Monday, March 14, 2011

Bread: the staff of life and the stuff of nightmares (mine, at least)

I like cooking. I love baking. But for some reason, I'm terrified at the thought of making bread.

I know it's crazy. After all, lots of people (my mum included) make bread most days so it can't be that difficult. Even I have made some successful focaccias, baguettes and other loaves of bread in the past.

But I can't help it. I feel nervous every time I'm faced with flour, yeast and water. I worry that the water may not be warm enough or, even worse, that it may be too hot. I ask myself whether I am using the right sort of yeast and enough of it. Will the bread rise? And much more importantly, will it taste good?

I've decided to face the fear. Bread is one of the most basic foodstuffs of all. People have been making it - without fuss, anxiety or worry - for centuries. So, I've set myself a challenge. I'm going to bake a loaf of bread every second day or so until I've mastered a selection of breads that I like and can make a loaf in minutes - just like my mum does.

I'm starting with what Jamie liver calls his 'basic bread recipe'. Here goes...

1 kg/just over 2lb strong bread flour
625ml/just over 1 pint tepid water
30g fresh yeast or three of those 7g or 1/4 oz sachets of dried yeast
2 tbsp sugar
2 level tablespoons sea salt
Extra flour for dusting

(I was making a loaf of bread to last two people for two days so I divided these ingredients by three to make one loaf. Alternatively, I could have made three loaves and frozen two of them. That's what I'll do next time.)

  • Weigh all of your ingredients.

  • Pile the flour onto a clean surface and make a large well in the centre.

  • Pour half of your water into the well and add the yeast, sugar and salt.

  • Stir with a fork, slowly bringing the flour in from the outside of the well. Be careful not to break the walls of the well (as I did) as the water will go everywhere. Even if it does, don't worry. Continue incorporating the water until you've got a stodgy, porridge-like consistency. Don't worry about making a mess. This is what mine looked like:

  • Add the remaining water and continue mixing until you've achieved a stodgy consistency again. You can then be more aggressive, flouring your hands and pushing the dough together.

  • Then, it's time to knead. Push, fold, slap and roll the dough around for four or five minutes until you have a silky and elastic dough.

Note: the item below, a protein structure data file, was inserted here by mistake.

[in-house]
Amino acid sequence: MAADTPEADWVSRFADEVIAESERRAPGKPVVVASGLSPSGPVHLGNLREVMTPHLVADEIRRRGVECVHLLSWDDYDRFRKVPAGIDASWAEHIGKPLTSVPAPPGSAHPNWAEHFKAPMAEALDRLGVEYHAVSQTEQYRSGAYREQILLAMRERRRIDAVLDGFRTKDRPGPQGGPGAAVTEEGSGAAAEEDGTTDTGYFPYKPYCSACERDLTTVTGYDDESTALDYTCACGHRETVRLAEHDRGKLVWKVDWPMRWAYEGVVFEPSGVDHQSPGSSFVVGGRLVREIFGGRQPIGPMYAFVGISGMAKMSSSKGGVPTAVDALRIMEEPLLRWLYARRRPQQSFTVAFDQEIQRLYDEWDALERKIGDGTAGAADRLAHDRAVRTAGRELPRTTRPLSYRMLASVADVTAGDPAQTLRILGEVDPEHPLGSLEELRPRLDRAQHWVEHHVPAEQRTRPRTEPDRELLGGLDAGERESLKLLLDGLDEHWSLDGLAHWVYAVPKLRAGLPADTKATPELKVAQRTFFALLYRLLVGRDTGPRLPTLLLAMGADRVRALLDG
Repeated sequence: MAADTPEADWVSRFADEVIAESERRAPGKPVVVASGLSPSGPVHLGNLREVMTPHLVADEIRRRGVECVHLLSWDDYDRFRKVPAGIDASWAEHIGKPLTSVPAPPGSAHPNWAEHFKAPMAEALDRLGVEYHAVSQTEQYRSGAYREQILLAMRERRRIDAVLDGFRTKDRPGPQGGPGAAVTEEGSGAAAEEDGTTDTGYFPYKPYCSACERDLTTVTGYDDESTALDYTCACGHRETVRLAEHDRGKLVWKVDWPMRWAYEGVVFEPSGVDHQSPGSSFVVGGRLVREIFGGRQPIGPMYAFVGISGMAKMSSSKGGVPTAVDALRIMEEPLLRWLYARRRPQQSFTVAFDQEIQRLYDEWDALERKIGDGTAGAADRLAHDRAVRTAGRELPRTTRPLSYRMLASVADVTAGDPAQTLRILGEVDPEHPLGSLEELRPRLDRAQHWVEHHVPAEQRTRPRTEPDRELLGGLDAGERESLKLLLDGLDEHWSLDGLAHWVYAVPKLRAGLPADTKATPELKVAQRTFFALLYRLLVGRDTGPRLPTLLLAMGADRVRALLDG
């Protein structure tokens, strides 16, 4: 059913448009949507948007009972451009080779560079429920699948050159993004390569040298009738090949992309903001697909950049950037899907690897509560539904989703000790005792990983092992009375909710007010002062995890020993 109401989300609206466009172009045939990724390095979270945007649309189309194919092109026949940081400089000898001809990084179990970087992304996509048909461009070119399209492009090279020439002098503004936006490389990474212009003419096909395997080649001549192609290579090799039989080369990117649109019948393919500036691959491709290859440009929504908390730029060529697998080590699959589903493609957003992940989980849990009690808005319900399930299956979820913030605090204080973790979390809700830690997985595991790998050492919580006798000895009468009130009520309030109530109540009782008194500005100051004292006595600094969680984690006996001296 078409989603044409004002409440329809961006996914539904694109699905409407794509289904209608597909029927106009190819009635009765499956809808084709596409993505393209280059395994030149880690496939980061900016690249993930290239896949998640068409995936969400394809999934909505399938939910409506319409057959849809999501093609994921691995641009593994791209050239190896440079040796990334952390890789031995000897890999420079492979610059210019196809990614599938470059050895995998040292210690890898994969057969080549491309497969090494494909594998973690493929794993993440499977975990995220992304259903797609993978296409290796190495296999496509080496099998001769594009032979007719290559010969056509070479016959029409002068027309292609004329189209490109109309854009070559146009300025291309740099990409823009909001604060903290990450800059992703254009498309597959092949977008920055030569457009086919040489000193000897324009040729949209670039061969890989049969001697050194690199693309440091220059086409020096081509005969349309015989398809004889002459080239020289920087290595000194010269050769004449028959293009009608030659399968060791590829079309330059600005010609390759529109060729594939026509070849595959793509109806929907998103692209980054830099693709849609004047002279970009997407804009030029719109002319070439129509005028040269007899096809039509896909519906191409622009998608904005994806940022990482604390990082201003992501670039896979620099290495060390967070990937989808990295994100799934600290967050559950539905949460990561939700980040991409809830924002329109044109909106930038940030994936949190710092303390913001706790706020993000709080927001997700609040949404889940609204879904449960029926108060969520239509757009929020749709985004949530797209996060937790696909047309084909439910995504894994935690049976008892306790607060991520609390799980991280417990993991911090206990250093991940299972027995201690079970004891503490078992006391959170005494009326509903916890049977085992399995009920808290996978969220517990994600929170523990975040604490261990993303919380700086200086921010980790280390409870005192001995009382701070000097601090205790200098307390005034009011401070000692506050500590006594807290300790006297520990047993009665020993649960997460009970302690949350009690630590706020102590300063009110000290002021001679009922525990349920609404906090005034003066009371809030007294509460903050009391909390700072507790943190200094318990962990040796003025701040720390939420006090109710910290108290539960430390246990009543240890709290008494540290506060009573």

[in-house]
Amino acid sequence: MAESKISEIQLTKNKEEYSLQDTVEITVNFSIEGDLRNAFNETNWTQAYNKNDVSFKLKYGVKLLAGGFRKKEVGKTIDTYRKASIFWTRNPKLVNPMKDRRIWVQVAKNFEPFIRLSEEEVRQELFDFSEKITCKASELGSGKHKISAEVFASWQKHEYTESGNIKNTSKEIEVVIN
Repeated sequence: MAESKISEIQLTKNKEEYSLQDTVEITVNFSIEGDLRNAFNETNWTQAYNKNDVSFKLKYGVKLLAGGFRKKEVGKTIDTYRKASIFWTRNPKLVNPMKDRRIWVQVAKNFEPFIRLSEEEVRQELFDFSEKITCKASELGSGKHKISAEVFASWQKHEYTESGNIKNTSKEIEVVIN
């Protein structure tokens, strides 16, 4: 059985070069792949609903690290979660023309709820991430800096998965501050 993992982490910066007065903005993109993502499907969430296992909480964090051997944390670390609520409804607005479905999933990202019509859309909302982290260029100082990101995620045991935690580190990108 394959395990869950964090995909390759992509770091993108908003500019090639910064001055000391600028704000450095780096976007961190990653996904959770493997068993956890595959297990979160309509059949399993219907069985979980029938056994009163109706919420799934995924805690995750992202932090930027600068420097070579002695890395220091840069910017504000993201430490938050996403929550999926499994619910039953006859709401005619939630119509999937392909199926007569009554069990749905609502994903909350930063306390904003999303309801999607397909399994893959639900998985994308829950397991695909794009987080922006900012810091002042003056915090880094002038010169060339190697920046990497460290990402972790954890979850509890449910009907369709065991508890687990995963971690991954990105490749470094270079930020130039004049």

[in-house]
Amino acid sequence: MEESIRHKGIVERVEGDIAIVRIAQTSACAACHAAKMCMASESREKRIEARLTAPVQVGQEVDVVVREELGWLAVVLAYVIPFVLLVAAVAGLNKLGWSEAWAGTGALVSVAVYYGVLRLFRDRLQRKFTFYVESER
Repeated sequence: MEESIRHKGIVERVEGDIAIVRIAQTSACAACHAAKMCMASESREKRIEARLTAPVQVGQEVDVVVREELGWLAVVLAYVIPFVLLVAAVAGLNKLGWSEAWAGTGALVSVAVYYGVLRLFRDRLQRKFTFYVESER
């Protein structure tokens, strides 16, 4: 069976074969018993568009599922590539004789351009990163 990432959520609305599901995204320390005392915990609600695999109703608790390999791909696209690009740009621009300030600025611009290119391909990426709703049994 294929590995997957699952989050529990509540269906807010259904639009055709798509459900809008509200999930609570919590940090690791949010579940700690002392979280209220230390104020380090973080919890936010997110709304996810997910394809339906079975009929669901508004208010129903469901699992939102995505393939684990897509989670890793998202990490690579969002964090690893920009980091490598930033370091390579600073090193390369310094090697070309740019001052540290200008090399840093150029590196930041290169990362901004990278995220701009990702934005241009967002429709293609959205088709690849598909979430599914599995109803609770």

• Flour the top of the dough. Put it in a bowl, cover with clingfilm and allow it to prove for about half an hour until it has doubled in size - ideally in a warm, moist and draught-free place. Mine looked like this at this stage:

  • Once the dough has doubled in size, knock the air out of it for 30 seconds by bashing and squashing it. You can now shape it or flavour it as required. I shaped mine into a simple round loaf.

  • Leave it to prove for a second time for 30 mins to an hour until it has doubled in size once more.

  • Gently place it on a flour-dusted baking tray and into an oven that has been pre-heated to 180 degrees. I sprinkled on some wholemeal flour for some extra crunch and left it to bake for 30 mins.

  • You can tell whether it's cooked by tapping the bottom. If it sounds hollow, it's done. If not, pop it back in for a while longer. I left mine in for five minutes longer at the end (making it 35 minutes baking time in total) and got a wonderful loaf as a result. I allowed it to rest for 30 minutes and then spread it with some butter and was amazed at the success of such a simple recipe.

    The crust has got a crunchy bite. The bread inside is pillowy soft and light. What more could anyone ask of their first loaf of bread?

    Face the fear, I tell you. It's worth it.

    1. Hi Sharon
      I have to say bread isnt one of the things i usually bake do you know can you leave it too long to proove before putting it in the oven, like if i made the dough tonight and dont put in the oven until tomorrow evening is that too long?

    2. As I'm new to bread making, I'm not quite sure about the answer to this question. I've asked some people and the best answer I got was to leave it in the fridge where it will ferment slowly and have a much better flavour as a result. I haven't done this and so can't personally guarantee success. But I'm definitely going to try it. It sounds great.

    3. I've actually got so many responses to this question on Twitter that I'm heartened at the amount of breadmakers out there! A lot of people are saying that as long as you knock the air out of it and perhaps cut off any bits that have got too big, it should be perfect. I'd say the best option is to try it and see...